Type 1 diabetes, as mentioned in my previous blog, is when the body fails to produce any insulin. So what is insulin and what effect does it have on the body?
Insulin is a hormone produced by the beta cells in the pancreas, it’s needed to transfer glucose from the bloodstream into the body cells. The best way it was described to me was that insulin is like a taxi, it picks up glucose and delivers it to the muscles that need energy. Glucose typically comes from carbohydrate rich foods like pasta, rice, bread etc. and is then broken down to provide energy for muscles. So without inulin, glucose is not converted into energy and will build up in the body, which causes blood glucose levels to rise above optimal levels, which causes log-term damage if not monitored. The body then resorts to breaking down the muscle to try to source energy.
Moral of the story? Insulin is incredibly important.
Currently I’m on 2 types of insulin, my short-acting Novorapid which I take before every meal to ensure that the food I intake is being broken down and converted to energy.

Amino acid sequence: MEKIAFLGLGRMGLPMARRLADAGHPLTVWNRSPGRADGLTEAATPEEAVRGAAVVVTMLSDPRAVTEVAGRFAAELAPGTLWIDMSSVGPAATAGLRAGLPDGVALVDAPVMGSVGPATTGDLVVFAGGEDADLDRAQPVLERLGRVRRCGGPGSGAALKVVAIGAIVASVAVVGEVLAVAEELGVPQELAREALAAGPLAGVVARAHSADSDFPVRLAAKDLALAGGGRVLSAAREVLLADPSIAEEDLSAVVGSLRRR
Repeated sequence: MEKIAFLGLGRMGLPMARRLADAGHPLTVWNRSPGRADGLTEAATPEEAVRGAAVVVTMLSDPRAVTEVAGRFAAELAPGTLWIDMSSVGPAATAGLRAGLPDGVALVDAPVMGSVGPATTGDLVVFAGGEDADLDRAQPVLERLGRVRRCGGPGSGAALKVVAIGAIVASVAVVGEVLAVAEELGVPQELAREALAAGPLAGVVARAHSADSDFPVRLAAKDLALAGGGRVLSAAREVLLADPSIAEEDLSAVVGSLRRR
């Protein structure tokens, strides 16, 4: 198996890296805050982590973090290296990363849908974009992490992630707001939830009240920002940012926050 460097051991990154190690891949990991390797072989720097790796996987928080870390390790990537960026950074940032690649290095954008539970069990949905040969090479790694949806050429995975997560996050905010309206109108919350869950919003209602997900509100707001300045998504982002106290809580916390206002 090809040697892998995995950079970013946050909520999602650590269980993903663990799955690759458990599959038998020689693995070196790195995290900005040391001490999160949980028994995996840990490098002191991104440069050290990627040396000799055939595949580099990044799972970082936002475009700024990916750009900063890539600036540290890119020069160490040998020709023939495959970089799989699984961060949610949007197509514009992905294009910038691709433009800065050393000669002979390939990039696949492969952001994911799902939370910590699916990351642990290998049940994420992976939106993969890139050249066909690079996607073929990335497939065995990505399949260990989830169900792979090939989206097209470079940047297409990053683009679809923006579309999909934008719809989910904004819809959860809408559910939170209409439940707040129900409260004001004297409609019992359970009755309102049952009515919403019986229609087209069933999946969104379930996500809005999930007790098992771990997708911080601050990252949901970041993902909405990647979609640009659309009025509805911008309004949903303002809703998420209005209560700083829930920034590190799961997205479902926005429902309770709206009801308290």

I’m also on long-acting Lantus, which I take every 24 hours. Long-term insulin is a set dose, meaning I take the same amount every night. Glucose that is produced by the liver during fasting or between meals is kept under control using this insulin.
Short-acting insulin is adjustable, so I take more/less insulin depending on the meal I am having. If a meal is carb rich, I take more insulin, if I have a low-carb meal, I reduce insulin levels.
Sounds simple right? Well unfortunately it’s not! Taking the right amount of insulin is tricky, but can be managed using techniques such as carb counting. Take too much insulin and you’re liable to experience a “hypo”, when bloods go below optimal levels. Take too little insulin and you experience a “hyper” when bloods go too high (I’ll explain both these terms in detail in my next post!).
There’s nothing I love more than a challenge, and that’s the way I look at diabetes and insulin. I challenge myself to get my insulin doses right so I won’t suffer from short and long-term health issues. I’ve read posts where people completely resent having type 1, there’s no point in “resenting” the illness, it will just lead to unhappiness and further health issues. Of course there are down days where I pray that I’ll wake up the next day and be cured, but realistically, while research is improving and cures are being tested, we’re stuck with it for now. Take it day by day, do what makes you happy and never let diabetes take over your everyday life.